• In yet another embodiment, the variable-volume fluid chamber includes a base surface, an inlet, and a separate outlet. The configuring step includes providing a flexible membrane, wherein the base surface and the membrane define a first volume when the membrane is proximate the base surface, and the base surface and the membrane define a second volume when the membrane is displaced by a fluid pressure away from the base surface. The membrane can be biased towards the base surface. In another aspect, the invention relates to a low-dead volume variable-volume fluid chamber manufactured in accordance with the method of the above embodiment. In an embodiment of the above aspect, the working volume is about 5% of the total volume.
  • BRIEF DESCRIPTION OF THE FIGURES
  • Other features and advantages of the present invention, as well as the invention itself, can be more fully understood from the following description of the various embodiments, when read together with the accompanying drawings, in which:
  • FIG. 1 is a schematic diagram and related time/volume tables of an exemplary infusion device microfluidic circuit;
  • FIG. 2 is a schematic diagram of another exemplary infusion device microfluidic circuit in accordance with one embodiment of the invention;
  • FIG. 3 is a schematic diagram of a theoretical microfluidic circuit flow component; and
  • FIGS. 4A and 4B are schematic sectional views of an exemplary variable-volume chamber and a low-dead volume version of the same variable-volume chamber in accordance with one embodiment of the invention.
  • DETAILED DESCRIPTION
  • Consider one embodiment of a microfluidic circuit 10 for delivering a fluid medication to a patient, as depicted in FIG. 1. The fluid delivery or flow components of this circuit 10 include, in series, an elastomer reservoir or bladder 12, a first channel 14, a flow component 16, a second channel 18, and an outlet 20. The flow component 16 may function, e.g., as a storage chamber for doses of medicament to be delivered on an infrequent basis to a human user or patient 24. The reservoir 12 is filled with medication via a one-way inlet valve 22. In this example, the microfluidic circuit 10 is utilized in an insulin infusion delivery device used to deliver insulin to the patient 24 via a subcutaneous cannula in fluidic communication with the outlet 20. The lower table included in FIG. 1 depicts information relevant to a low-dead volume version of the microfluidic circuit 10. The upper table depicts information relevant to a baseline version of the microfluidic circuit 10 upon which no volume reduction modifications have been made. The total volume of each flow component is depicted in FIG. 1 in Row A of both the upper and lower tables. The elastomer reservoir 12 supplies the downstream microfluidic circuit flow components with insulin until the elastomer no longer exerts sufficient pressure to overcome the flow resistance in the circuit 10. At that point, in this example, 87.39 μl of insulin remains in the reservoir 12. See Row D.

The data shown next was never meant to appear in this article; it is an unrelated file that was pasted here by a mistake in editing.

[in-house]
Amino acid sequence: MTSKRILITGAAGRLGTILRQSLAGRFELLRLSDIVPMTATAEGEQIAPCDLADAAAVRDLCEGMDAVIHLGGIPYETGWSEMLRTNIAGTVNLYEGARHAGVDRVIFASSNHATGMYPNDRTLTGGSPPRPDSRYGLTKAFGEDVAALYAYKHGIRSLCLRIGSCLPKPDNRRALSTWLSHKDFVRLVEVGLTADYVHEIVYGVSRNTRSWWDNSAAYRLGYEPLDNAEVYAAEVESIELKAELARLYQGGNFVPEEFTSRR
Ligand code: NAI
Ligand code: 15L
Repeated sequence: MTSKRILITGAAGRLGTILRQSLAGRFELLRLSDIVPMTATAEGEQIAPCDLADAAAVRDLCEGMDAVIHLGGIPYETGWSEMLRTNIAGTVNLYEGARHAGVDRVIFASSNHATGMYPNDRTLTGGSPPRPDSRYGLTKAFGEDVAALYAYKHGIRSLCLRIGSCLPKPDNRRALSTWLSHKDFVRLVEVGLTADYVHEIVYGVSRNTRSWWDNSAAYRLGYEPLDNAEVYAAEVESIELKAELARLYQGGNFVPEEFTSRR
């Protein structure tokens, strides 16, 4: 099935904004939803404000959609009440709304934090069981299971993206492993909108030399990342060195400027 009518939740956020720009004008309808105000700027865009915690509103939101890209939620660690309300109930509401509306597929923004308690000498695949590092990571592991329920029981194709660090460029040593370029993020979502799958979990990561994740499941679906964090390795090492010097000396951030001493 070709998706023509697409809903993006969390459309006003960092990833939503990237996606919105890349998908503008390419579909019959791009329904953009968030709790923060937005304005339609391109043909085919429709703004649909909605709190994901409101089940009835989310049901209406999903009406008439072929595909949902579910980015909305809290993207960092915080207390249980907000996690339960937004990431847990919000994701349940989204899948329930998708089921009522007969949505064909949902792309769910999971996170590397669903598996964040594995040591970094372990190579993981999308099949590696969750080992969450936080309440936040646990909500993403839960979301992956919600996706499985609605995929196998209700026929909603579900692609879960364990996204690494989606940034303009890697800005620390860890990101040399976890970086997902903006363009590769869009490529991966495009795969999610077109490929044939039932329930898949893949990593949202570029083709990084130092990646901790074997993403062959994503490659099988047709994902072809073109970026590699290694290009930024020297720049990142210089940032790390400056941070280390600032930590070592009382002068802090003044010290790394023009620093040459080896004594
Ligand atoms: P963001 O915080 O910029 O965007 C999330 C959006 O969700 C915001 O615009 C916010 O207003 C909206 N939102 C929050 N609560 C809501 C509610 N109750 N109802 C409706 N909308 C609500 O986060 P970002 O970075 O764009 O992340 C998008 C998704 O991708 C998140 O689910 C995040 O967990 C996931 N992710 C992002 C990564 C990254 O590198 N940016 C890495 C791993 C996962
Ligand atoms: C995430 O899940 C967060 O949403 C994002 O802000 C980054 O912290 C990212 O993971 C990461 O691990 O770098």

• Row B in both the upper and lower tables depicts the flow rate Q through the various components. The flow rate Q is defined, at least in part, by flow restrictors and other components present within the circuit. Row C in both the upper and lower tables depicts the amount of time required for insulin to completely fill each dry flow component once flow from the reservoir 12 is initiated, as the sum of which is the total start-up time for the entire microfluidic circuit 10 to fill. This total start-up time reflects the time required to deliver a first dose of insulin to the user 24. Notably, the difference in volume between a standard flow component 16 (21.22 μl) and a low-dead volume flow component 16 (8.34 μl) contributes directly to the significant reduction in total start-up time of the circuit 10. Note that the fill time for the standard flow component 16 is over twice that of the low-dead volume fill time, while the total fill time of the standard circuit is over 1 hour and 15 minutes greater than the microfluidic circuit using a low-dead volume component. This significant delay inherent in the baseline version of the circuit 10 is both an inconvenience and could be a risk to the user's health.
  • Row D in both the upper and lower tables depicts the amount of insulin that is effectively trapped within the microfluidic circuit 10 once the elastomer reservoir 12 can no longer induce flow at the outlet 20. Note that a significant portion of the trapped insulin, other than that remaining in the reservoir 12, is contained within the flow component 16. Accordingly, use of a low-dead volume flow component, for example, a variable-volume chamber, is advantageous to reduce the total amount of lost insulin within the microfluidic circuit 10.